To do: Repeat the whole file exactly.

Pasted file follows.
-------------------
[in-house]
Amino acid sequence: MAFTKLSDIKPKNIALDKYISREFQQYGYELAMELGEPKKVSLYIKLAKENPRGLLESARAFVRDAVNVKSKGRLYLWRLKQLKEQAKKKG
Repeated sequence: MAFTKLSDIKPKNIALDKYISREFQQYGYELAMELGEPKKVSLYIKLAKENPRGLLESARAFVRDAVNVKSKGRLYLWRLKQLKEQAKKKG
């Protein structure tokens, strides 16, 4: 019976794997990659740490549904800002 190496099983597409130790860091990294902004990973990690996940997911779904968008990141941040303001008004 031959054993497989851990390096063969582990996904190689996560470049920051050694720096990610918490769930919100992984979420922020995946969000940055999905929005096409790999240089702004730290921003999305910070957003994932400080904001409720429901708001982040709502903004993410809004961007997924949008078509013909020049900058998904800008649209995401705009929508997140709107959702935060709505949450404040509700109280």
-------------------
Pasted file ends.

[in-house]
Amino acid sequence: MAFTKLSDIKPKNIALDKYISREFQQYGYELAMELGEPKKVSLYIKLAKENPRGLLESARAFVRDAVNVKSKGRLYLWRLKQLKEQAKKKG
Repeated sequence: MAFTKLSDIKPKNIALDKYISREFQQYGYELAMELGEPKKVSLYIKLAKENPRGLLESARAFVRDAVNVKSKGRLYLWRLKQLKEQAKKKG
């Protein structure tokens, strides 16, 4: 019976794997990659740490549904800002 190496099983597409130790860091990294902004990973990690996940997911779904968008990141941040303001008004 031959054993497989851990390096063969582990996904190689996560470049920051050694720096990610918490769930919100992984979420922020995946969000940055999905929005096409790999240089702004730290921003999305910070957003994932400080904001409720429901708001982040709502903004993410809004961007997924949008078509013909020049900058998904800008649209995401705009929508997140709107959702935060709505949450404040509700109280």